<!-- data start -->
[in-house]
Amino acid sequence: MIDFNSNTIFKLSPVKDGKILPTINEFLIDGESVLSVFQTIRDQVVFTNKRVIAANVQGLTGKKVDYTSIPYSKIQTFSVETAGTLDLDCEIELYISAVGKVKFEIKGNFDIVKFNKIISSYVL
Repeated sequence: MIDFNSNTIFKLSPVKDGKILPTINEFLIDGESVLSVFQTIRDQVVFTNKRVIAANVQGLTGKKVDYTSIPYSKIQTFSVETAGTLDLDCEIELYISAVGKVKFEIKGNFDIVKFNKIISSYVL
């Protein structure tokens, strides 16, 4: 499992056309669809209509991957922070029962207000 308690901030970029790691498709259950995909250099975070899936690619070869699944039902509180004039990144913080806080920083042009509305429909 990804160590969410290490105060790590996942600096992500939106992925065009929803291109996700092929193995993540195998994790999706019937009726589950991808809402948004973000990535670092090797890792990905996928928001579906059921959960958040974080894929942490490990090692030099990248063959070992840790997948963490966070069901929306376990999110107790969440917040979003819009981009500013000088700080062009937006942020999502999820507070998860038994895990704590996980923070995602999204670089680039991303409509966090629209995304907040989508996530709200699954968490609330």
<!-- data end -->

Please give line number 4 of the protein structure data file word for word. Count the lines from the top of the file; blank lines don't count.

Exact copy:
């Protein structure tokens, strides 16, 4: 499992056309669809209509991957922070029962207000 308690901030970029790691498709259950995909250099975070899936690619070869699944039902509180004039990144913080806080920083042009509305429909 990804160590969410290490105060790590996942600096992500939106992925065009929803291109996700092929193995993540195998994790999706019937009726589950991808809402948004973000990535670092090797890792990905996928928001579906059921959960958040974080894929942490490990090692030099990248063959070992840790997948963490966070069901929306376990999110107790969440917040979003819009981009500013000088700080062009937006942020999502999820507070998860038994895990704590996980923070995602999204670089680039991303409509966090629209995304907040989508996530709200699954968490609330």